Daily Press Briefing by the Office of the Spokesperson for the Secretary-General
Department of Public Information . News and Media Division . New York
3 August 2017
The following is a near-verbatim transcript of today's noon briefing by Stéphane Dujarric, Spokesman for the Secretary-General.
I will start off with a rather long message on UN-Habitat.
The Secretary-General welcomes the report of the High-Level Independent Panel to Assess and Enhance the Effectiveness of UN-Habitat, which was drafted in response to General Assembly resolution A/RES/71/256. The Secretary-General thanks the Panel members for their robust, evidence-based assessment of the agency.
The Secretary-General appreciates the recommendations put forth by the Panel on better ways to address urbanization, a global megatrend that is putting pressure on communities, infrastructure and the environment, and on how UN-Habitat and the UN system can reform to become fit for purpose in cities.
The Secretary-General finds many of the recommendations in line with his own proposals for the reform of the UN Development System, particularly the establishment of "UN Urban", aimed at fostering more collaborative work by UN agencies in the revamped UN country teams, and the alignment of UN-Habitat's regional offices with the new policy integration functions of the Regional Economic Commissions.
He also acknowledges the recommendations for changes to UN-Habitat's governance, and agrees that the agency must be equipped with a flexible, efficient structure that delivers for the most vulnerable residents of the world's cities. He recognizes the challenges with universal membership, as well as the importance of articulating a definitive normative and operational mandate for the organization, and looks forward to further discussions with Member States about this recommendation.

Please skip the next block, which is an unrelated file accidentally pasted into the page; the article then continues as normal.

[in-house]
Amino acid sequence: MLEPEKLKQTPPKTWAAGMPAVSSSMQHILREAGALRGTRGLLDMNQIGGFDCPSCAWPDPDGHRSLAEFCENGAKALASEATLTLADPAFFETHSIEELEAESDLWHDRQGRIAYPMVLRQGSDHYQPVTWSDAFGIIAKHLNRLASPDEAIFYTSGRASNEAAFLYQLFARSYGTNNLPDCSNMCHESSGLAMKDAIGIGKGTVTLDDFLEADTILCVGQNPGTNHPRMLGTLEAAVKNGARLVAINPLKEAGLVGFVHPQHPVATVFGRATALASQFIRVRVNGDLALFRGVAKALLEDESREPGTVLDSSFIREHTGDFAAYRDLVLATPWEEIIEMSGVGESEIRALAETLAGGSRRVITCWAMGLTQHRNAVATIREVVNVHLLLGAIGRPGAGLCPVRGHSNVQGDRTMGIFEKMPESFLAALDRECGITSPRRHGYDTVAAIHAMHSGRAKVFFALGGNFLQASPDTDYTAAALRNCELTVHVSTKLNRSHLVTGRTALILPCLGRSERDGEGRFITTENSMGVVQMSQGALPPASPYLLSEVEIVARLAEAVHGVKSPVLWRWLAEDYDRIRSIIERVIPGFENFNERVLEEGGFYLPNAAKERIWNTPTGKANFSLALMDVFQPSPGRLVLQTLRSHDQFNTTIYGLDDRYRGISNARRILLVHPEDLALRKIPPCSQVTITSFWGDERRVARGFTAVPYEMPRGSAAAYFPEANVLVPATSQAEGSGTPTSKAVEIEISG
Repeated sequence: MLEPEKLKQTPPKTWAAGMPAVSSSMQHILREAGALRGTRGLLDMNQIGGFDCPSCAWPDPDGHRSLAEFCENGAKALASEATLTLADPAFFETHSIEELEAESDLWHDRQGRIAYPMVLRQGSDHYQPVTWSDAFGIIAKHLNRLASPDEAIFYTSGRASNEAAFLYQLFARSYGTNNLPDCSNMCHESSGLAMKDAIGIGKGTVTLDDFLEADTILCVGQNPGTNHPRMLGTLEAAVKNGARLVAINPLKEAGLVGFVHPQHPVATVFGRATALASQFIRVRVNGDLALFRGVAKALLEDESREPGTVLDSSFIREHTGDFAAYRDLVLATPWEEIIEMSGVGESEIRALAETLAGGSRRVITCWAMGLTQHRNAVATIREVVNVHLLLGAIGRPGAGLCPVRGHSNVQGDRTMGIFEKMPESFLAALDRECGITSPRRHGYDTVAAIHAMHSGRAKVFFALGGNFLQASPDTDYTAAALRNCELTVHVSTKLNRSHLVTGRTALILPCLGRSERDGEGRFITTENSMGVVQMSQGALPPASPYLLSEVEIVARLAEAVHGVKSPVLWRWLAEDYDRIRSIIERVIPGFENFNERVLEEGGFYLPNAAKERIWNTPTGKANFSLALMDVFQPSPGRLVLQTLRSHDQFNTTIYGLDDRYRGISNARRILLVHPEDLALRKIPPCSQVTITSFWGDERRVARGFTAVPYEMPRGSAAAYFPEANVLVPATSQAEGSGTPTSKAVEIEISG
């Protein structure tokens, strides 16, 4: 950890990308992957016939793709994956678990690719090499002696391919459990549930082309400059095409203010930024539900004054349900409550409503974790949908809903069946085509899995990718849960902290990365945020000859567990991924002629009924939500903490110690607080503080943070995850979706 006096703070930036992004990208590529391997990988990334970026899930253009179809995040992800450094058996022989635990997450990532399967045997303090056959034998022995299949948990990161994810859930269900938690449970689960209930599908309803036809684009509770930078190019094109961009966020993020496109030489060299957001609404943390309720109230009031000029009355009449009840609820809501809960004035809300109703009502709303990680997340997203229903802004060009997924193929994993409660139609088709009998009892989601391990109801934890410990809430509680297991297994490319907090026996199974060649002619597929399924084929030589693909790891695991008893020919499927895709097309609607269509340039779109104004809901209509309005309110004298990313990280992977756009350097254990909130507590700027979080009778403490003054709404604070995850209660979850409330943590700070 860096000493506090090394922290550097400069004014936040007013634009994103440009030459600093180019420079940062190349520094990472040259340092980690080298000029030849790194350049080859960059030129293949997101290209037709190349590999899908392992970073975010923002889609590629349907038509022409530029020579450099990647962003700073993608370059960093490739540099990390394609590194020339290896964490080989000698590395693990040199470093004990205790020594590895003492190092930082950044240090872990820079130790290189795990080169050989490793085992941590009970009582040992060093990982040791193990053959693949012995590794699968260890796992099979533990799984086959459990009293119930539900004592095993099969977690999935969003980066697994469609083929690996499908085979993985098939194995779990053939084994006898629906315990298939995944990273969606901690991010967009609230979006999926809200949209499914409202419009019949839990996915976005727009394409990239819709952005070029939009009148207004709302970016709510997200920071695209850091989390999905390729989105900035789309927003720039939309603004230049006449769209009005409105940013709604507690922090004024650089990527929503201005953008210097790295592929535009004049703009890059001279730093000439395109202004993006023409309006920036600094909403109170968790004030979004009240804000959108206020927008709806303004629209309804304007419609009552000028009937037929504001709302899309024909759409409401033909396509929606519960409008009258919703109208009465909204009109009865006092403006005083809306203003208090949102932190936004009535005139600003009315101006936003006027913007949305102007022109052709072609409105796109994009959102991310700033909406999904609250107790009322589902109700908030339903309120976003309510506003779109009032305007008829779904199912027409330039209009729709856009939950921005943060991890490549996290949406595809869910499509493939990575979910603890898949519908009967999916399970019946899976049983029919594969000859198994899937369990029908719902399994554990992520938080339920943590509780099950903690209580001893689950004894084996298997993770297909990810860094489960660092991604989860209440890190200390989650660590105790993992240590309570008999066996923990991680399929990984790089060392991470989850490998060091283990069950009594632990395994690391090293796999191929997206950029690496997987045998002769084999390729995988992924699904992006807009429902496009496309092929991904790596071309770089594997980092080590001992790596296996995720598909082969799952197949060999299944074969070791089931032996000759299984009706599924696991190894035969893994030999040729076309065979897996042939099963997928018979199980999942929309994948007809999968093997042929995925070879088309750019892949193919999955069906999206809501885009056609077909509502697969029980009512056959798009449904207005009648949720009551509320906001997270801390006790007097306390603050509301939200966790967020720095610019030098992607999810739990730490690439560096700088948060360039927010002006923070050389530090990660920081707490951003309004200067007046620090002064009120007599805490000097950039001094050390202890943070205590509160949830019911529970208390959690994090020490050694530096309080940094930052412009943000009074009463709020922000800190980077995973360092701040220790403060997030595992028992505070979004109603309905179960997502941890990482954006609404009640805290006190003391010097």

The Secretary-General considers rapid urbanization and its links with poverty, inequality, public health, migration, climate change and natural disasters to be one of the most pressing concerns of the UN. He, therefore, appreciates the strong relationship between the assessment of UN-Habitat and the overall reform of the UN Development System. He thanks the High-Level Panel for its compelling ideas, and looks forward to further discussions with Member States on ambitious reforms that will help the human family to meet the urban tests of our time.
The report should be available online as well shortly and has been distributed to Member States.
Back here, the Security Council met today on enhancing the effectiveness of UN sanctions.
Addressing the Council, Assistant Secretary-General for Political Affairs Tayé-Brook Zerihoun said that sanctions are not an end in themselves – at their most effective, they should contribute to a comprehensive political strategy.
He noted that, currently, 13 Security Council regimes help to prevent conflict, counter terrorism and constrain the proliferation of nuclear weapons, adding that sanctions are flexible, being subject to regular reviews, adjustments and terminations.
Mr. Zerihoun stressed the importance of broad-based support of Member States and the international community at large, noting that even the best-designed UN sanctions resolutions are not self-implementing.
His remarks are available to you.
Our colleague, Jean-Pierre Lacroix, the head of the UN Peacekeeping Department, wrapped up his three-day visit to South Sudan today. He visited the UN Protection of Civilians site in Malakal where he witnessed the various security challenges and humanitarian efforts to assist displaced South Sudanese. He stressed that we are determined to continue to do our best to help the population.
During his final press conference in Juba, Mr. Lacroix reiterated the importance of the initiative led by the Intergovernmental Authority on Development aimed at revitalizing the implementation of the peace agreement. He noted that the UN would continue to closely follow the National Dialogue process to ensure that it is conducted in an inclusive and transparent manner and that it complements broader efforts to return South Sudan to a path of peace and prosperity. He called on all parties to stop fighting and to make all efforts towards a cessation of hostilities.